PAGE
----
Teams that collaborate speak up equally in meetings; they share knowledge freely; and they trust each other. Bottom line: open and effective team communication eliminates failures of empathy is group settings.
- As companies continue to go more and more global, individual achievement is often judged by how well that person can work within a team, and companies that have the most collaborative teams are generally more successful teams. A really great example of this in action is what's going on at Google. They actually did an internal research project called Project Aristotle that focused on why some teams were more successful than other teams.
They found that highly collaborative teams brought in a lot more revenue from their efforts. These terms were rated as effective by their managers twice as often as their peers, and their members were less likely to leave the company. Now, what can we learn from this study and how can you get some of those same benefits at your organization? First of all, highly collaborative teams speak up equally when they're in meetings, and this isn't a situation where everyone is forced to speak before they can go on with their day.
What's happening here is that each team person feels secure enough with themselves and their coworkers to chime in whenever they feel the need. If one person is taking up a significant chunk of time or if people are cautious when participating, this is a symptom of a bigger problem. Project Aristotle also revealed that the most successful teams were more likely to harness the power of diverse ideas from their teammates, and this is the second and very telling habit of highly collaborative teams.
Individual team members must feel comfortable communicating ideas in order to be great collaborators and build great products. If this isn't happening, you must address the underlying issue before you can be a highly collaborative team, and this only happens if your team trusts one another. So let's break down trust, because it's the most necessary collaboration component. Trust is defined as the firm belief in the reliability, the truth, the ability or the strength in someone or something, so a team that trusts each other believes in the abilities of all of their teammates.
There's no second guessing on competence and they are confident in exactly what their team members can do. Trustful teams are also honest teams. They don't lie or try to hide information from their coworkers. These teams know that the more open they are with each other the better job that they'll do as a collective and for this reason, teams with a foundation of trust are incredibly reliable.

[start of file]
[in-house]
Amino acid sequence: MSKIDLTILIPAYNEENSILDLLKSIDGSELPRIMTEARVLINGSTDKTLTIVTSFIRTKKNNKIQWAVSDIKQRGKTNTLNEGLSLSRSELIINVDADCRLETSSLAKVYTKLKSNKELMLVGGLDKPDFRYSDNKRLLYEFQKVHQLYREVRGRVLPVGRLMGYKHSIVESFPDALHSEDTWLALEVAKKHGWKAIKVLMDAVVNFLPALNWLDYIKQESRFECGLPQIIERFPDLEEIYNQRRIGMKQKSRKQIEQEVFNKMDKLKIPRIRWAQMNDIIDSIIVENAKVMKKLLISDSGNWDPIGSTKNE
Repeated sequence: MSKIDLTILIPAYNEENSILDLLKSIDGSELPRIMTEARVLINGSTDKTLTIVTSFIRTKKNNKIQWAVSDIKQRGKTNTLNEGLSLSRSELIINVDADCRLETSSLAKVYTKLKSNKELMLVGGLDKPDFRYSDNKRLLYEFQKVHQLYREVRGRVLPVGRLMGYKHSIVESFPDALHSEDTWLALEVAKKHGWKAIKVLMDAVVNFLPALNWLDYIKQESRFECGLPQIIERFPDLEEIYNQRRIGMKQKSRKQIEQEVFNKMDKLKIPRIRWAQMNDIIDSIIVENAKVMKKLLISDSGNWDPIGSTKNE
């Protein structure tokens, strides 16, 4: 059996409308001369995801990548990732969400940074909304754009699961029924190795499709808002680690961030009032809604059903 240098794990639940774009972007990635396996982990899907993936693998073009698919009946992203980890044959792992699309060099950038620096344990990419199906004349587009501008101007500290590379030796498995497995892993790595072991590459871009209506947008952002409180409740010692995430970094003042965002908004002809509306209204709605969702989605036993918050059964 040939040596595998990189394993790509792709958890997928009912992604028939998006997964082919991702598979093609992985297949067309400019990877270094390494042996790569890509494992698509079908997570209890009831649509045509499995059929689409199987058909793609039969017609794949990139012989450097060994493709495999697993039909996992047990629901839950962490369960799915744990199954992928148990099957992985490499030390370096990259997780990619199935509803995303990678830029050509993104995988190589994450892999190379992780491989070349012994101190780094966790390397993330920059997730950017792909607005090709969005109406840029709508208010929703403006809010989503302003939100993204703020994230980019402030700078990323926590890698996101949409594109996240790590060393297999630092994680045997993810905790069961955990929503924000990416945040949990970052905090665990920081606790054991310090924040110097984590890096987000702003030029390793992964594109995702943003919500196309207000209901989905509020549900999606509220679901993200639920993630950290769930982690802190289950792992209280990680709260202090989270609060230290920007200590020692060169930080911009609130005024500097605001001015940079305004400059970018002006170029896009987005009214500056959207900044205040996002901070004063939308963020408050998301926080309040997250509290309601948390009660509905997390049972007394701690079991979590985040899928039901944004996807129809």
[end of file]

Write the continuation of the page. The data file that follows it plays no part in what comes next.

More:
They can focus on their specific tasks with a much higher level of concentration because they know that their coworkers are working just as hard and just as smart, and this leads us to the third habit of highly collaborative teams. Each member on that team has a defined role. Oftentimes, problems arise when people mistake the role that they have for the role that they wish they had.
To combat this, highly collaborative teams assign roles to people based entirely on their strengths. Each person knows that even if the role they are currently assigned is smaller or less glamorous than other roles, it's still vital to their team's overall success. Now, I get this all sounds great in theory because we've all been on teams where collaboration fails. Maybe a manager takes over the meeting or you work with people that you don't exactly feel comfortable asking questions around for fear of looking bad.
It could be that you just plain don't trust your team and you think the role you're assigned isn't right for whatever reason. In these situations, know that collaboration is failing because the empathy needed to communicate openly and effectively with your teammates is missing, so you have to remember that first, highly collaborative teams are made up of highly collaborative individuals and they prioritize one big habit above all others, empathy.
Second, teams that trust each other feel safe asking questions or suggesting something that's a little bit unusual. It takes empathy to not only be vulnerable enough to share ideas, but also to embrace the ideas of others that may be hesitant to do so. Finally, teams with defined roles are masters of empathy. They know that as projects change, roles change.
They are intimately aware of how difficult these changes can be, so they're patient and incredibly helpful when one of their team members is having a difficult time in their newly defined role. The main takeaway here is this. Highly collaborative teams prioritize open and effective team communication, both when speaking and when listening. They know that the most important habit to maintain a collaborative states is empathy.
- What is empathy?
- How to be empathetic at work
- Practicing positive communication
- Identifying communication styles
- Approaching difficult conversations
- Practicing empathy in groups
- Fostering collaboration
- Encouraging coworkers